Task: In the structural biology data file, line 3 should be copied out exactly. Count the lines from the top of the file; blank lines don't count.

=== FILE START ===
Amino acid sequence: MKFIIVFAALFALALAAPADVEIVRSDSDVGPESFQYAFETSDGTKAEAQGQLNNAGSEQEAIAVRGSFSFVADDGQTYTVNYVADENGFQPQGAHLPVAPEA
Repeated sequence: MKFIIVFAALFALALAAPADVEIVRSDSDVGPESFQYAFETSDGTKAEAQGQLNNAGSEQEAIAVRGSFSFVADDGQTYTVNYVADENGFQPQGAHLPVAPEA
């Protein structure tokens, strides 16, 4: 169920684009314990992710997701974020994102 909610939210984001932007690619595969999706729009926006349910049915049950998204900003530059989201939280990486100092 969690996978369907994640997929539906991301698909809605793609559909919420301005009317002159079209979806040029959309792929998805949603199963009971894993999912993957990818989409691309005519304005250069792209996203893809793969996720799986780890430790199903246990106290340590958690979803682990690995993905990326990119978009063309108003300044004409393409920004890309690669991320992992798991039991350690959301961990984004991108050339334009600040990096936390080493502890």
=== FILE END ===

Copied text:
């Protein structure tokens, strides 16, 4: 169920684009314990992710997701974020994102 909610939210984001932007690619595969999706729009926006349910049915049950998204900003530059989201939280990486100092 969690996978369907994640997929539906991301698909809605793609559909919420301005009317002159079209979806040029959309792929998805949603199963009971894993999912993957990818989409691309005519304005250069792209996203893809793969996720799986780890430790199903246990106290340590958690979803682990690995993905990326990119978009063309108003300044004409393409920004890309690669991320992992798991039991350690959301961990984004991108050339334009600040990096936390080493502890």